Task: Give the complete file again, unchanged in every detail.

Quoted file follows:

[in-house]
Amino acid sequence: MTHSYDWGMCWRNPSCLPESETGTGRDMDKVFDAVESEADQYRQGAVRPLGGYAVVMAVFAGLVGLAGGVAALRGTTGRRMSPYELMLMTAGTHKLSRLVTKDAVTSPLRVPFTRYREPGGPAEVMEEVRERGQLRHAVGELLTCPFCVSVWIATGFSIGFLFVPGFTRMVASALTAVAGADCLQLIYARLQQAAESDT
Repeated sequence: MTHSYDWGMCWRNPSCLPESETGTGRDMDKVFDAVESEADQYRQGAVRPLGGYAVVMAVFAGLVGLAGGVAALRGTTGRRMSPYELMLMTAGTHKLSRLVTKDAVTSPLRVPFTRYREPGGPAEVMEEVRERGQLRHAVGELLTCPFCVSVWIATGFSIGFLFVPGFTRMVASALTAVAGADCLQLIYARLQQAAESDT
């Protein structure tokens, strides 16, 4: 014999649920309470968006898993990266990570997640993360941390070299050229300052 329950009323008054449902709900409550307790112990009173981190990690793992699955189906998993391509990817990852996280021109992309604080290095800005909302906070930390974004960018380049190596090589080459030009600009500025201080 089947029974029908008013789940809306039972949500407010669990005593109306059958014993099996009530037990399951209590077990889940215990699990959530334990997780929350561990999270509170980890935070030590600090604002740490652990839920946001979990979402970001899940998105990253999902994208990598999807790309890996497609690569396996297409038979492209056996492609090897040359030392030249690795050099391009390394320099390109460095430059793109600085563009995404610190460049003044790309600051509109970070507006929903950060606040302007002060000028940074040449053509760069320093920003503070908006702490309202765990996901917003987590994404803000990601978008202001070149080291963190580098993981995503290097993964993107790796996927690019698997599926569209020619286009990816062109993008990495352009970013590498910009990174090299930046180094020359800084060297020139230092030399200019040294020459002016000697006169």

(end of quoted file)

[in-house]
Amino acid sequence: MTHSYDWGMCWRNPSCLPESETGTGRDMDKVFDAVESEADQYRQGAVRPLGGYAVVMAVFAGLVGLAGGVAALRGTTGRRMSPYELMLMTAGTHKLSRLVTKDAVTSPLRVPFTRYREPGGPAEVMEEVRERGQLRHAVGELLTCPFCVSVWIATGFSIGFLFVPGFTRMVASALTAVAGADCLQLIYARLQQAAESDT
Repeated sequence: MTHSYDWGMCWRNPSCLPESETGTGRDMDKVFDAVESEADQYRQGAVRPLGGYAVVMAVFAGLVGLAGGVAALRGTTGRRMSPYELMLMTAGTHKLSRLVTKDAVTSPLRVPFTRYREPGGPAEVMEEVRERGQLRHAVGELLTCPFCVSVWIATGFSIGFLFVPGFTRMVASALTAVAGADCLQLIYARLQQAAESDT
């Protein structure tokens, strides 16, 4: 014999649920309470968006898993990266990570997640993360941390070299050229300052 329950009323008054449902709900409550307790112990009173981190990690793992699955189906998993391509990817990852996280021109992309604080290095800005909302906070930390974004960018380049190596090589080459030009600009500025201080 089947029974029908008013789940809306039972949500407010669990005593109306059958014993099996009530037990399951209590077990889940215990699990959530334990997780929350561990999270509170980890935070030590600090604002740490652990839920946001979990979402970001899940998105990253999902994208990598999807790309890996497609690569396996297409038979492209056996492609090897040359030392030249690795050099391009390394320099390109460095430059793109600085563009995404610190460049003044790309600051509109970070507006929903950060606040302007002060000028940074040449053509760069320093920003503070908006702490309202765990996901917003987590994404803000990601978008202001070149080291963190580098993981995503290097993964993107790796996927690019698997599926569209020619286009990816062109993008990495352009970013590498910009990174090299930046180094020359800084060297020139230092030399200019040294020459002016000697006169």